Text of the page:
“The police warned us that they had information that some kind of violent provocations were being planned by these extreme-right people,” said RDS co-founder Peter Nikitin, whose group organized one of the protests.
Nikitin also rejected Vacić’s claims that his group, and those like it, are seeking to campaign on social issues in Serbia.
“Our only purpose is to show the world and the Serbian public what is happening, and to mobilize public opinion for Ukraine,” he said, adding that it is Vacić who wants to make Serbia subservient to foreign interests. “[Vacić] is pushing Russian interests and Putin’s interests in Serbia very directly, and he’s the one trying to turn Serbia into Russia.”
As the anniversary of Russia’s invasion of Ukraine approached last month, tensions simmered in Belgrade.
A far-right rally in mid-February ended with participants attempting to break into President Vučić’s office. Damjan Knezevic, the leader of the People’s Patrol far-right network, gave a fiery speech to a crowd of around 1,000 calling for Vučić to be overthrown, amid a heated national debate over the proposal to resolve the Serbia-Kosovo dispute.
Many in attendance waved Russian flags or sported pro-war symbols, including the letter “Z” used by the Russian military to mark its vehicles in Ukraine, and the skull and crosshairs logo of the Wagner Group, a private mercenary force that has been backing Moscow’s military in the war.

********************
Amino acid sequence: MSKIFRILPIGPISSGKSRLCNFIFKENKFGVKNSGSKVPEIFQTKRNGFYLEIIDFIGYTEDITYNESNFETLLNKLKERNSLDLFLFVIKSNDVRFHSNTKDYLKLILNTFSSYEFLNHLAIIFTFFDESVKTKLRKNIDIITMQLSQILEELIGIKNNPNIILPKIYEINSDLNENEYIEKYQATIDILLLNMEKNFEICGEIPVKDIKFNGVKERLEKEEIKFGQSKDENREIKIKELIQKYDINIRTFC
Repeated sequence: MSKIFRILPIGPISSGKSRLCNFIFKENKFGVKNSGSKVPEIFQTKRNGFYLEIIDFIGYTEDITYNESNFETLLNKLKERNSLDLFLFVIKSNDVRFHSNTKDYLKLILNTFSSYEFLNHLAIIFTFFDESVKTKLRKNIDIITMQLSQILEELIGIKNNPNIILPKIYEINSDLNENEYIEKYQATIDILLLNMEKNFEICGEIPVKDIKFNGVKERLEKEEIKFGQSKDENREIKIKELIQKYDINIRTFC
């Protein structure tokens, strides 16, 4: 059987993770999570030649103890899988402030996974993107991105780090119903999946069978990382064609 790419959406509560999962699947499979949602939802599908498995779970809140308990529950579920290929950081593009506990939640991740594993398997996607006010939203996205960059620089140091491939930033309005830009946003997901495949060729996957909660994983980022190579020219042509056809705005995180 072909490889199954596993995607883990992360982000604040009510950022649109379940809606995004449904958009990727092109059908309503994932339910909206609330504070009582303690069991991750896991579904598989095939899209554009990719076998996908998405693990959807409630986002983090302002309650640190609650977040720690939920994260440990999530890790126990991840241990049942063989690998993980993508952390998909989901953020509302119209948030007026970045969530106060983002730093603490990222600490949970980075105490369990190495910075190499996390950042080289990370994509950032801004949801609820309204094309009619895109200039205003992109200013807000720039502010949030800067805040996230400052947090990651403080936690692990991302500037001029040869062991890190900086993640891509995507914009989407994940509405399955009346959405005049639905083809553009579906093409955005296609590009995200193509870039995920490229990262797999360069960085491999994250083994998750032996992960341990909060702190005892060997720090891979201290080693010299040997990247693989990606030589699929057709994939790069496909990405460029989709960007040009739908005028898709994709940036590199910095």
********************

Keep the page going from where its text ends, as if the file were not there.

Police arrested Knezevic and two other associates the following day on charges of inciting violence. On the day of the rally, another People’s Patrol member was also arrested in Serbia’s second city Novi Sad on weapons charges after being discovered with a rifle, optic sight and ammunition.
The arrests spurred yet more outrage among People’s Patrol followers, who doubled down on plans to hold a pro-war rally on February 24, adjacent to RDS’ anti-war protest. While authorities refused to issue a permit for the People’s Patrol rally, officials feared riots would ensue.
When the first year anniversary of the invasion arrived, RDS held a scaled-back version of its planned events, per police advice. It proceeded without incident.
Natalia Taranushchenko, an organizer for Belgrade-based Ukrainian association Cini Dobro who is originally from Ukraine’s Vinnytsia region, told POLITICO that while Serbia is generally welcoming, “There are still symbols of Russian aggression, letter Z on the streets of Belgrade, and we still hear that Ukrainians are ‘Nazis’ and a lot of other Russian propaganda.”
Still, there’s some hope for the Ukrainians and anti-war Russians seeking safety in Serbia: Putin’s stalled offensive has also deflated the ultra-nationalists here.
“Serbs were very passionate because they were expecting that Putin would overthrow Ukraine in three days, and after that they thought he would say that we need to get back Kosovo for Serbia,” said Čedomir Stojković, a Belgrade-based lawyer who investigates covert Russian influence in his country.
“But over time, as the war did not happen the way people expected, those expectations started to change, and now because there is cognitive dissonance, there is no passion,” he said.